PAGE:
Ford government thwarts development during housing crisis in the GTA
The Greater Toronto Area needs more housing. A recent Scotiabank report estimated there are 360 homes for every 1,000 GTA residents—well below the Canadian average (424 homes) and average among G7 countries (471 homes). House prices are soaring in the GTA, and low inventories mean bidding wars continue to drive up prices. According to the Toronto Regional Real Estate Board, the average detached home price in the 416 is a hair under $1.7 million, and townhouses are approaching the million dollar mark. The average condo in Toronto now goes for more than $700,000. Things aren’t much better outside the city. Yet provincial and municipal politicians don’t appear to be taking this crisis seriously.
Consider Steve Clark, Ontario’s minister of Municipal Affairs and Housing. Surely allowing construction of new housing units should be a top priority for his ministry. Indeed, the Ford government has committed (rhetorically, at least) to boosting the supply of housing. And yet, when the owners of a private golf course in Oakville decided to sell to developers who wanted to provide 3,000 housing units, the Minister Clark intervened to convince the owners not to proceed with the plan. In his view, this is a “balanced approach to addressing the housing crisis.”
To be fair to the minister, he isn’t alone. There are tradeoffs with development. More housing units can mean more noise, more traffic or temporary inconveniences such as sidewalk closures. But as the minister acknowledged in his letter, we’re in the middle of a crisis. So it’s a curious time to use the power of the state to prevent the market from providing housing over golf. There will always be reasons to oppose specific housing developments. But if we continue to let every minor nuisance prevent homes from being built, our affordability problems are just getting started.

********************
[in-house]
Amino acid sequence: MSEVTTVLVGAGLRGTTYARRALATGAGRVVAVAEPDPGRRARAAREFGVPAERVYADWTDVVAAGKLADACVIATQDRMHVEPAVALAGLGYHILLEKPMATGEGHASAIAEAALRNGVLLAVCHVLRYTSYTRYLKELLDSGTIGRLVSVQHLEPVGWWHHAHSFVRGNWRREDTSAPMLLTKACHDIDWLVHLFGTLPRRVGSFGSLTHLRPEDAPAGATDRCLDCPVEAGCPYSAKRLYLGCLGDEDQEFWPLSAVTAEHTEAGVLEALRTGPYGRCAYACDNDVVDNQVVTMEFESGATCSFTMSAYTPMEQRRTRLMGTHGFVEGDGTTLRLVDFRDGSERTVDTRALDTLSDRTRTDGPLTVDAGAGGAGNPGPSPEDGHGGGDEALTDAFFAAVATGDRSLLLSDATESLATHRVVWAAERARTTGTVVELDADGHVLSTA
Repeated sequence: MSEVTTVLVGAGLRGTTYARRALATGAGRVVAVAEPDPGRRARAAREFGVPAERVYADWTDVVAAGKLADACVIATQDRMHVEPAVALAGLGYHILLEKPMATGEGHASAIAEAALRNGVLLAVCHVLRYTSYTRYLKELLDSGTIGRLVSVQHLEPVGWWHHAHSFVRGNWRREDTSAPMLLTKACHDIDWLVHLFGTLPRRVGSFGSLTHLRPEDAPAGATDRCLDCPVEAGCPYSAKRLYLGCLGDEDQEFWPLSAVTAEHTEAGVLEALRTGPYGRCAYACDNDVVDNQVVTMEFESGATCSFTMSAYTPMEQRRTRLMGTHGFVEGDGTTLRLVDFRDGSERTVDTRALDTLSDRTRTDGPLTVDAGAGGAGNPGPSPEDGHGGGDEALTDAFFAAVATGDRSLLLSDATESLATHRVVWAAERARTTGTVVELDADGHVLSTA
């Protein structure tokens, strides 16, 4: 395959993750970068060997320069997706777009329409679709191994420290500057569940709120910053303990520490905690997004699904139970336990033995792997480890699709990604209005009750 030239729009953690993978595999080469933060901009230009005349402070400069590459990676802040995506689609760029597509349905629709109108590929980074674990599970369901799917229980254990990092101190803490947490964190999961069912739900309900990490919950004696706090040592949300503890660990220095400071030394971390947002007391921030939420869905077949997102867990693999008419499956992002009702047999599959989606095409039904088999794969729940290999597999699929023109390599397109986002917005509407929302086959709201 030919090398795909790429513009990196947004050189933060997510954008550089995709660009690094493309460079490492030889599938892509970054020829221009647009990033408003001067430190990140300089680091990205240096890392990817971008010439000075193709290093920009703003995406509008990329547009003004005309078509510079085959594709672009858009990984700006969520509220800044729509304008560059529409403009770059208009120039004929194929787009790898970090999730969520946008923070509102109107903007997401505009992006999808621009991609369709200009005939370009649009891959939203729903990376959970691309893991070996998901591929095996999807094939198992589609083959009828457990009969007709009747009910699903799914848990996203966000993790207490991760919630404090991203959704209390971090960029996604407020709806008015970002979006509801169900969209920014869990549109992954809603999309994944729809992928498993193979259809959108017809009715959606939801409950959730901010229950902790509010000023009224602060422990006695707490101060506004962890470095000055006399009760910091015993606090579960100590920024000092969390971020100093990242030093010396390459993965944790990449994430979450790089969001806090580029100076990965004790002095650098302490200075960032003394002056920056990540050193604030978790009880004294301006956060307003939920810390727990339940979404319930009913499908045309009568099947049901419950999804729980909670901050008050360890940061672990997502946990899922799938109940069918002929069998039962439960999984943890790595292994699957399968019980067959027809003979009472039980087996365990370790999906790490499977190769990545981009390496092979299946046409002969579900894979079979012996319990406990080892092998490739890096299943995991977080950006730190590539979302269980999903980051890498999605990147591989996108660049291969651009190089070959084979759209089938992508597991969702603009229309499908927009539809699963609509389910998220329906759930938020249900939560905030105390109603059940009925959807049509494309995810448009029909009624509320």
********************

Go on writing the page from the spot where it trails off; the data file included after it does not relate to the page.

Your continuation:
The GTA is growing but the supply of housing in Toronto isn’t growing enough to keep up with demand. Economist Mike Moffatt estimated 100,000 fewer homes were built in Ontario over the past four years than what was needed to keep pace with the net increase in the number of households.
There’s no one single reason why the supply of new housing units isn’t keeping up with population growth. While zoning and red tape remain at the core of the problem, even when development is legally permitted, it can still be thwarted by activists. If inconvenience is the litmus test for whether development should be allowed to proceed, we’re in deep trouble.
Communities change. Those changes can take many forms. It could mean allowing gentle intensification of suburban communities or allowing even more and taller buildings. Or conversely, simply failing to build enough housing and allowing many formerly middle-class communities in the GTA to become unaffordable for young families. Preventing this outcome will require compromise and difficult choices, but people need to live somewhere, even if that means less parking or fewer tee times.